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In the Memory graph available in Process Explorer, the top graph shows Commit History. What does this actually indicate at the OS level?

To experiment if this is the memory allocated on the heap by a process, I wrote a small program that incrementally malloc-ed 100 MB many times. The Commit History graph increased for a while (upto 1.7 GB of memory allocation) and did not grow after that despite the program malloc-ing memory.

So, what is this graph indicating? How can this information be used to understand/analyse the state of Windows?

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up vote 17 down vote accepted

The Commit level is the amount of anonymous virtual address space allocated to all processes in the system. (It does not include any file-backed virtual address space, e.g., from an mmap'd file.) In process explorer, the 'Commit History' graph shows the size of this value over time.

Because of the way virtual memory is allocated and parceled out (the actual RAM backing a page of virtual address space isn't necessarily allocated until its first touched), this current 'commit' level represents the worst case (at the moment) of memory that the system may have to come up with. Unlike Linux, Windows will not hand out promises (address space) for RAM it cannot come up with or fake (via the paging file). So, once the commit level reaches the limit for the system (roughly RAM + pageing file size), new address space allocations will fail (but new uses of existing virtual address space regions will not fail).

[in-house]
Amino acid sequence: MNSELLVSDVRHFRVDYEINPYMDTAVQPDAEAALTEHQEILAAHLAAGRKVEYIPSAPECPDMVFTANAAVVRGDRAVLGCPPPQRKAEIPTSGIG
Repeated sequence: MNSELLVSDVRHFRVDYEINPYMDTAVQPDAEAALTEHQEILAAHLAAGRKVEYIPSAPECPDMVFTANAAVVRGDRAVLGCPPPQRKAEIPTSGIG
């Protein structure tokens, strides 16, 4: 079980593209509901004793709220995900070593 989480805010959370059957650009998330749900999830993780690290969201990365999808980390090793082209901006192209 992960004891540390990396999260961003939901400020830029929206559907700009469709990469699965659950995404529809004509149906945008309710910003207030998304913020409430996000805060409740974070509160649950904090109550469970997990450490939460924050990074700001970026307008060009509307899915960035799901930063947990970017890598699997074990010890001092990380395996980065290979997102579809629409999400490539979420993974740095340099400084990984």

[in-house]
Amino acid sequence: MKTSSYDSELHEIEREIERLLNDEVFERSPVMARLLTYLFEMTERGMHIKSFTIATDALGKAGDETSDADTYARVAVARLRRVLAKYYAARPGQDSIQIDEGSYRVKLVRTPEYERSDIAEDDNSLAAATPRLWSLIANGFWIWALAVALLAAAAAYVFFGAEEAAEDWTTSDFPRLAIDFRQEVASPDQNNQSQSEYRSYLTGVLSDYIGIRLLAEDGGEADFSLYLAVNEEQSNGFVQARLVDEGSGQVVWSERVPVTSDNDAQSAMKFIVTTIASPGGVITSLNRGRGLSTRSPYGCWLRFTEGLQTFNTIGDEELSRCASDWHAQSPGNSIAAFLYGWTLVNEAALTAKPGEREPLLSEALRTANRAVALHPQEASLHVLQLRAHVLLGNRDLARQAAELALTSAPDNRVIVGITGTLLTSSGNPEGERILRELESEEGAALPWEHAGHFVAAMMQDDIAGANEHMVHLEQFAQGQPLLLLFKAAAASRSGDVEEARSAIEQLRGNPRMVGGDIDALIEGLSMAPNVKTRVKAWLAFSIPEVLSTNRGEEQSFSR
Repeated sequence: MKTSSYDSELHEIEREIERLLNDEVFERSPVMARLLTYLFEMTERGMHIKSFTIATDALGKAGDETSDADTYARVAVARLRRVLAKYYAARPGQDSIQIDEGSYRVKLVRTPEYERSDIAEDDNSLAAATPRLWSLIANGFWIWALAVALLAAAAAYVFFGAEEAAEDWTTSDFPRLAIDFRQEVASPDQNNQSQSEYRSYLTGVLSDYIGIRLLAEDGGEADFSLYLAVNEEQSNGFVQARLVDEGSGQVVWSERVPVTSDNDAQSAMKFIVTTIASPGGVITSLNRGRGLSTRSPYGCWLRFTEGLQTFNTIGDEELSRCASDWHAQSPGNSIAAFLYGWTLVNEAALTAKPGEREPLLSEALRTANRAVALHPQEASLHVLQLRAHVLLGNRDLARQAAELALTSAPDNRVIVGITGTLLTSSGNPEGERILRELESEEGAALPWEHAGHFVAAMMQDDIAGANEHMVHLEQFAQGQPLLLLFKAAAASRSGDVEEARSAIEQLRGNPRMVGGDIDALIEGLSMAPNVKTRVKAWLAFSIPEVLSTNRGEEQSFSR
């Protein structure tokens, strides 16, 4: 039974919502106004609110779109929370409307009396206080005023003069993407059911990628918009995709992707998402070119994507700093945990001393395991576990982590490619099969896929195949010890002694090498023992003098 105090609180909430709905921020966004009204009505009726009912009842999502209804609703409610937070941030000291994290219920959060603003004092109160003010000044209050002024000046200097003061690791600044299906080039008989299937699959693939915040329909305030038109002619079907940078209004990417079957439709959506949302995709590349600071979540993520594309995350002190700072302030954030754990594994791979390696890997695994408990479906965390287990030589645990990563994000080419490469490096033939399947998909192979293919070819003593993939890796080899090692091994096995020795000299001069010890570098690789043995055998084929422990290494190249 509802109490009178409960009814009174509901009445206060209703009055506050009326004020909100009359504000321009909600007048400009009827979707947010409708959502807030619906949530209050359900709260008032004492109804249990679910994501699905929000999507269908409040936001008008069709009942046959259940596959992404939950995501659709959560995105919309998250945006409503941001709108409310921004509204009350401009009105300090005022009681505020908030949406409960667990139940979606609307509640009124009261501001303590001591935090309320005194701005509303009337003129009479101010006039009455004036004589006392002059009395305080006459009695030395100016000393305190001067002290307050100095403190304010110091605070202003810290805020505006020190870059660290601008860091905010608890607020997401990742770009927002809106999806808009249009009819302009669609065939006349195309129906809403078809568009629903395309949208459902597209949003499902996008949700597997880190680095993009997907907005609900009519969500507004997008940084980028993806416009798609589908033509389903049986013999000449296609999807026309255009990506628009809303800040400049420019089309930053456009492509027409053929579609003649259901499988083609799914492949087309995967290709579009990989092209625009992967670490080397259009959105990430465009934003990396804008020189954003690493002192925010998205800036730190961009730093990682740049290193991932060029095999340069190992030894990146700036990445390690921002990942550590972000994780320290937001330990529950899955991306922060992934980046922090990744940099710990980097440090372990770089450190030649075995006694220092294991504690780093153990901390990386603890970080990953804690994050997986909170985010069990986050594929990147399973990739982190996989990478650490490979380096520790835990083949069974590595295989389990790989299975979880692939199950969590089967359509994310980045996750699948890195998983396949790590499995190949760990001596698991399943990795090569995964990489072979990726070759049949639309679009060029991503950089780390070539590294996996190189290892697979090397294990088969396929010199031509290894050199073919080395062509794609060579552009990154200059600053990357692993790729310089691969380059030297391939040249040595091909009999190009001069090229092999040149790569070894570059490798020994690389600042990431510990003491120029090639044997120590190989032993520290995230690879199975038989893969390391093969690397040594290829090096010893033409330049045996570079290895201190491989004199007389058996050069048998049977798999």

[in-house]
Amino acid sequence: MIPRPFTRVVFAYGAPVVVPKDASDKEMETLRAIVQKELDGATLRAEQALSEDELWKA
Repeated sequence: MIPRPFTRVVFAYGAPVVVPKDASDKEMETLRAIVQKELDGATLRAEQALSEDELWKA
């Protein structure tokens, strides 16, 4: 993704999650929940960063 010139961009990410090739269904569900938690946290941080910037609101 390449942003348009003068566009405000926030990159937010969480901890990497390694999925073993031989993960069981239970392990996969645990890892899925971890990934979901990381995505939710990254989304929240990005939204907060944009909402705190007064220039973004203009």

Some conclusions about your system that you can draw from this value:

  • If this value is less than your current RAM (excepting the kernel and system overhead), then your system is very unlikely to swap (use the paging file) since in the worst case, everything should fit in memory.
  • If this value is much larger than physical memory usage, then some program is allocating a lot of virtual address space, but isn't yet using it.
  • Exiting an application should reduce the committed memory usage as all of its virtual address space will be cleaned up.

Your experiment validated this. I suspect you ran into address space limitations (32-bit processes in windows are limited to 2GB ... maybe 300MB disappeared to fragmentation, libraries and text?).

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When you say above "If this value is much larger than physical memory usage, then some program is allocating a lot of virtual address space, but isn't yet using it." is there any way to isolate which program is allocating all the virtual address space? In my scenario I have 8 GB of RAM but I see 12.2 is system committed and 6.4 physical RAM used. My box slows down yet when I look at process explorer there is little to no I/O (nothing cranking on the disks) and there is little to no CPU usage which makes me things it is a RAM availability issue. – Smitty Sep 23 '15 at 17:55

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